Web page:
It’s Coming: Time on a Roll
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It's coming.... an event of monumental proportions.

A once in a lifetime happening. Literally. It will happen once, and never again.

It happens in a few days.... here is the moment in various timezones around the world:

Honolulu Friday, Feb 13 at 1:31:30pm
Anchorage Friday, Feb 13 at 2:31:30pm
San Francisco   Friday, Feb 13 at 3:31:30pm
Calgary Friday, Feb 13 at 4:31:30pm
New York Friday, Feb 13 at 6:31:30pm
La Paz Friday, Feb 13 at 7:31:30pm
Sao Paulo Friday, Feb 13 at 9:31:30pm
London Friday, Feb 13 at 11:31:30pm
Berlin Saturday, Feb 14 at 12:31:30am
Athens Saturday, Feb 14 at 1:31:30am
Nairobi Saturday, Feb 14 at 2:31:30am
Tehran Saturday, Feb 14 at 3:01:30am
Bangalore Saturday, Feb 14 at 5:01:30am
Kathmandu Saturday, Feb 14 at 5:16:30am
Jakarta Saturday, Feb 14 at 6:31:30am
Hong Kong Saturday, Feb 14 at 7:31:30am
Kyoto Saturday, Feb 14 at 8:31:30am
Sydney Saturday, Feb 14 at 10:31:30am
Auckland Saturday, Feb 14 at 12:31:30pm
Kiritimati Saturday, Feb 14 at 1:31:30pm

All the examples above represents the same moment in time....

....the moment that UnixTime rolls through 1234567890.

Mark your calendars, and ensure that your children are safe; some of the parties are likely to get well out of hand.

(Yes, I am a geek 🙂 )

UPDATE: You can follow the exciting second-by-second coundown here.

All 5 comments so far, oldest first...

Uh….O.K., I guess.

— comment by Grandma Friedl on February 12th, 2009 at 2:46am JST (15 years, 2 months ago) comment permalink

I’m not a programmer… and I have no clue about anything in Unix other than a few FTP commands from the olden days. Still, I’m usually aware of what my odometer reads and anticipate interesting patterns that also will never happen again (unless I wanted to try the Ferris Buehler method 😉 )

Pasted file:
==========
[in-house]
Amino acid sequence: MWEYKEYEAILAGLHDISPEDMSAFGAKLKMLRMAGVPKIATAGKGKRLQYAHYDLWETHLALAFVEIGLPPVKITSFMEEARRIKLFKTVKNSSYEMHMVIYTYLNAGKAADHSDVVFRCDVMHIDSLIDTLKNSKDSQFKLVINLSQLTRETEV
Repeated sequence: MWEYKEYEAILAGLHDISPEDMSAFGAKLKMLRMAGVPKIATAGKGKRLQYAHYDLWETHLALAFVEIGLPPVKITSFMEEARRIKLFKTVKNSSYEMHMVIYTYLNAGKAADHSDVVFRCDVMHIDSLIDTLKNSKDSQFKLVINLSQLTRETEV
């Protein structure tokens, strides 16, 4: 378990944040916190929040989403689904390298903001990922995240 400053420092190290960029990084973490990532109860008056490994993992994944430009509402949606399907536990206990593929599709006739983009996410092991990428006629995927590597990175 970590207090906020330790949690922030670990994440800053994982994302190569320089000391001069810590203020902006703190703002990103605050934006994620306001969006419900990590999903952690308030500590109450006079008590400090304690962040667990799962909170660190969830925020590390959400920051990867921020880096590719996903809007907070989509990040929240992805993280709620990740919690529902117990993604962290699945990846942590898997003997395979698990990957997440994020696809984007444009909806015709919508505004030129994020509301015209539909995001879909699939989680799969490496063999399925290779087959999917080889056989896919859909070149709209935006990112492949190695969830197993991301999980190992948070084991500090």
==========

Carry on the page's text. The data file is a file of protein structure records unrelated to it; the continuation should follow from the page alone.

Therefore, I understand your geekness. Take screenshots! 🙂

— comment by JasonP on February 12th, 2009 at 4:44am JST (15 years, 2 months ago) comment permalink

I really wish I could be in Auckland for that event.

— comment by Doug Wilson on February 12th, 2009 at 5:53am JST (15 years, 2 months ago) comment permalink

mmh, I have one doubt: if unix time was created for independent time zone use, why the 1234567890 happens in different time in different location?

Because the same instant… the same moment… is represented by a different wall-clock time in each time zone. Humans express time that is always dependent on a location-specific timezone, while UnixTime has no connection to any specific human representation of time. Any conversion to or from a Unix Time necessarily involves a timezone for the conversion and for the human-time display. The list of human times on the post are a result of using various timezones around the world to convert that one UnixTime. —Jeffrey

— comment by max on February 13th, 2009 at 4:45pm JST (15 years, 2 months ago) comment permalink

I got it 🙂

My question was because I supposed (erroneously …) that Unix systems had a automatic way for syncronizing all unixtime in all Unix system all the world, so that ii could exists a unique world reference time (turn pink!)

bye 🙂

— comment by max on February 13th, 2009 at 10:44pm JST (15 years, 2 months ago) comment permalink
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